• Containers are often not scanned for vulnerabilities before hitting production systems, so like any software, most successful attacks on containers will have a root cause that can be attributed to missing patches and misconfiguration. Unauthorized images are being deployed and executed in production environment.
  • Insecure configurations in testing and production environment increasing the attack surface size.
  • Containers are rarely built from scratch and are based on existing images and open-source software (OSS) and often includes known vulnerabilities that developers were unaware of, or ignored.
  • Because containers use a shared OS kernel, existing host-based security controls won't (without modification) understand the context of the containers running on top of the OS and won't be able to apply differential security policy.
  • Most enterprises will lose inter-container traffic visibility and existing external network security controls for fire-walling and intrusion prevention system won't work within the container environment, which can lead to network attacks via insecure containers having exposed and non hardened network.
  • Developers are the main driving force behind container creation, and with DevOps style workflows gain more responsibilities due to shift left momentum, this might increase the risk of loss of separation of duties between development, operations and security. Lack of accountability as containers pass several hands en route from development and into production.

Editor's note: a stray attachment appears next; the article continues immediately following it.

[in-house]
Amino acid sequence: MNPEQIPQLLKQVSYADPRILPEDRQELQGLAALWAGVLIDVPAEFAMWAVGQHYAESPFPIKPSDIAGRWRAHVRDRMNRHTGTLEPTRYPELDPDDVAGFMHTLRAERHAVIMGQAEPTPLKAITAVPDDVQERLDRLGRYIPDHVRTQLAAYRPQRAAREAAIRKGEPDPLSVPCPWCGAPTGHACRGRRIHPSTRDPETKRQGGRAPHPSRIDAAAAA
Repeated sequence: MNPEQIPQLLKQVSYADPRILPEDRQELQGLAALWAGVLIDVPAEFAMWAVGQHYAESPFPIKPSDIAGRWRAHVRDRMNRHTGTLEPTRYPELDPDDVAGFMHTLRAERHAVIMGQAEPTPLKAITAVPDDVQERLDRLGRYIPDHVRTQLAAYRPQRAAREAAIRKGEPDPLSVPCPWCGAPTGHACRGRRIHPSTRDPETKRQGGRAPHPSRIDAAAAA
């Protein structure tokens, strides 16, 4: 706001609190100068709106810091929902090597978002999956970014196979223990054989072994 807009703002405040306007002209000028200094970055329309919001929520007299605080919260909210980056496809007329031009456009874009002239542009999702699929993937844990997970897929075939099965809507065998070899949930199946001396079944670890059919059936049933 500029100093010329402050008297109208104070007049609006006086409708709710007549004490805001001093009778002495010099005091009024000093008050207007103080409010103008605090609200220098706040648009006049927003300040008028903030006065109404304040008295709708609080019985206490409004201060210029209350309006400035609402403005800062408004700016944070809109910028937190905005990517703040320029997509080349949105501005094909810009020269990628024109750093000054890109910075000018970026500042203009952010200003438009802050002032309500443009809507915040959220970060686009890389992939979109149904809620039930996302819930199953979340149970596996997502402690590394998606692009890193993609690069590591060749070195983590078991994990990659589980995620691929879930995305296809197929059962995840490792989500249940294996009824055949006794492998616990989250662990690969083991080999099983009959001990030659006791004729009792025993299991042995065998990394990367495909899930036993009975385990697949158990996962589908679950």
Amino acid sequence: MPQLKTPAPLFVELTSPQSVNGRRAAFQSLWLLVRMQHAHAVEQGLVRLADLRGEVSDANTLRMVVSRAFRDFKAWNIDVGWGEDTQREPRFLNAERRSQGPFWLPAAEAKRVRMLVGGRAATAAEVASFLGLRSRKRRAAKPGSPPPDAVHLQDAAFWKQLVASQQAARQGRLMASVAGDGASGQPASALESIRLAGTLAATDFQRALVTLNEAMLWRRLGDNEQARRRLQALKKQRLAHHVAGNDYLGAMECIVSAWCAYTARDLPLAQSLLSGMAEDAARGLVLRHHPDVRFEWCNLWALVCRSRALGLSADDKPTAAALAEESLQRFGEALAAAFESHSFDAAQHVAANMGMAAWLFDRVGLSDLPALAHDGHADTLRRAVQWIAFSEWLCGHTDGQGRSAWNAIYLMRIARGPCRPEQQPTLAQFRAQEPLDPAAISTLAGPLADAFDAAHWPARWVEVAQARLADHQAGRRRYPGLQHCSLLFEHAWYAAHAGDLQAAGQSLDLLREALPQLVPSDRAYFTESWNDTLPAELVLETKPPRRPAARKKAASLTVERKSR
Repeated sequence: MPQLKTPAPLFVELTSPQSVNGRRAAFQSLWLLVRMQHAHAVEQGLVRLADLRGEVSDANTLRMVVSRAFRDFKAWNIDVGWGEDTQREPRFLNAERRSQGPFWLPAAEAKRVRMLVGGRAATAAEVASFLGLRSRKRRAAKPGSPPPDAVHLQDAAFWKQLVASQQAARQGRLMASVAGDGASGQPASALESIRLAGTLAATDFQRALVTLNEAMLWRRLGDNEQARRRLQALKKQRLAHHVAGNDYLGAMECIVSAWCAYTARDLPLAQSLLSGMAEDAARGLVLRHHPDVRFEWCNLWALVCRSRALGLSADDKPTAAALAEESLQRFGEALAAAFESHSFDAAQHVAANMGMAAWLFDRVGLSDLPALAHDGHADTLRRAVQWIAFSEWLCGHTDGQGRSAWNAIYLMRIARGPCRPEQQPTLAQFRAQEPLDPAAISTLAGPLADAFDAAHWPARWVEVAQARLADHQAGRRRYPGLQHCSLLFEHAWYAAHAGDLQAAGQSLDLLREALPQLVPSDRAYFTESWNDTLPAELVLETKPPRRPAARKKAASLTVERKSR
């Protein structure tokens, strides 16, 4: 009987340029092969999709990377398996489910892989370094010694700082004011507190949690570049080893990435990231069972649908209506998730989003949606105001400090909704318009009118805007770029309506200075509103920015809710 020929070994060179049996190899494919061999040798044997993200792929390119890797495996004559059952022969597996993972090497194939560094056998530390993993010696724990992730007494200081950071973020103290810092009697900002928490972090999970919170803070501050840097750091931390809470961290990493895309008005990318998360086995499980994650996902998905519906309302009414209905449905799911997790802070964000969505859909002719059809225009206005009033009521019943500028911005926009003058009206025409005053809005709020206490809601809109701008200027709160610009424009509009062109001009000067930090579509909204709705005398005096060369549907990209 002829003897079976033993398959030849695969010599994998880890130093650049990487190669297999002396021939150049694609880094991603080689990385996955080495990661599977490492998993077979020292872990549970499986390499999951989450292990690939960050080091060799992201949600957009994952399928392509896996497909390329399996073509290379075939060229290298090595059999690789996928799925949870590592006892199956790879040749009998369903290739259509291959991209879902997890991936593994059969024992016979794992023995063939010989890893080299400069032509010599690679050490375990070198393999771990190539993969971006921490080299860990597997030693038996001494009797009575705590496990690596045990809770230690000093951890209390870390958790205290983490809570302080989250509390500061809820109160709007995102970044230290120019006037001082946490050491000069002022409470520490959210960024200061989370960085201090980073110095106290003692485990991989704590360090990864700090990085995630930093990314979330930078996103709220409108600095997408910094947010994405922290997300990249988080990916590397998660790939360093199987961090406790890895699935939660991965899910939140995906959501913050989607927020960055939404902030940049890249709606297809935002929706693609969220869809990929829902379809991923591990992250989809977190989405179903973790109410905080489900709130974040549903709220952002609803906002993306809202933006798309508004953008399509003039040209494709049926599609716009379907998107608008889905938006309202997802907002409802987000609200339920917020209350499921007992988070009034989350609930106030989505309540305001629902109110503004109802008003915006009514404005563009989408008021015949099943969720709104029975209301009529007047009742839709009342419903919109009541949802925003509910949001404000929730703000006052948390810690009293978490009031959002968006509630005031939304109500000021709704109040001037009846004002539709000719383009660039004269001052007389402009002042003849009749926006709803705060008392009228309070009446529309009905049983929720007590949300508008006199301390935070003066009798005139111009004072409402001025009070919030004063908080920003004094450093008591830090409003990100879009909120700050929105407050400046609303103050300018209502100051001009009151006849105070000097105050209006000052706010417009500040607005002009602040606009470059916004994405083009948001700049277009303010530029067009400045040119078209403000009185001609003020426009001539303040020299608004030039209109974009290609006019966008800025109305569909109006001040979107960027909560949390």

The use of containers is commonly associated with rapid DevOps-style workflows as a way to streamline service delivery from development into production (and back again) with a high degree of consistency throughout the life cycle. The use of containers doesn't require DevOps, nor does the use of DevOps require containers, but the two approaches are highly complementary. In addition, container security best practices can be mapped into the DevOps workflow (CI/CD) to deliver DevSecOps.

Erez Yaary, HPE Software Chief Technologist, with security expert Elena Kravchenko, provides important thought leadership on container security. Download it today -->.